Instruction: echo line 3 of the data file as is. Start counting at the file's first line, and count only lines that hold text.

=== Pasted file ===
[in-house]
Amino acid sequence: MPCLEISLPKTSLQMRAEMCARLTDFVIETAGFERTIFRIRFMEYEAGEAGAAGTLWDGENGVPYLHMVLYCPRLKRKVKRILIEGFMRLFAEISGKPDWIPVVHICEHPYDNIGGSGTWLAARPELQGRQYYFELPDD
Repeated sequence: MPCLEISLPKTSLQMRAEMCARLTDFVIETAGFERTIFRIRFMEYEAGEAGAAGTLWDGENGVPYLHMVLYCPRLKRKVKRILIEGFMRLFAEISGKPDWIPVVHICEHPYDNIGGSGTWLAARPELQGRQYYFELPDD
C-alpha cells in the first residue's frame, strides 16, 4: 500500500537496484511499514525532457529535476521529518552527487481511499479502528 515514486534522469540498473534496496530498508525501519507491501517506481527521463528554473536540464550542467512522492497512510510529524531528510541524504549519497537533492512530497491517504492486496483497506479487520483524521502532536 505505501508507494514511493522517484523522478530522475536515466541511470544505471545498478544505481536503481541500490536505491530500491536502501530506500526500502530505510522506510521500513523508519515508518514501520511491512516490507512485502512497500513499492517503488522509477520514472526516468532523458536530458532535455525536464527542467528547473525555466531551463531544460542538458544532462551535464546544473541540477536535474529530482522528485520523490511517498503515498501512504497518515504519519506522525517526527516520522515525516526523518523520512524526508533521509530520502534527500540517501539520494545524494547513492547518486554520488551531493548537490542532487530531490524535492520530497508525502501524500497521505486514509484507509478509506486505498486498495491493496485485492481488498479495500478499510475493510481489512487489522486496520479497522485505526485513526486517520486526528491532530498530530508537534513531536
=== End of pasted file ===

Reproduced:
Repeated sequence: MPCLEISLPKTSLQMRAEMCARLTDFVIETAGFERTIFRIRFMEYEAGEAGAAGTLWDGENGVPYLHMVLYCPRLKRKVKRILIEGFMRLFAEISGKPDWIPVVHICEHPYDNIGGSGTWLAARPELQGRQYYFELPDD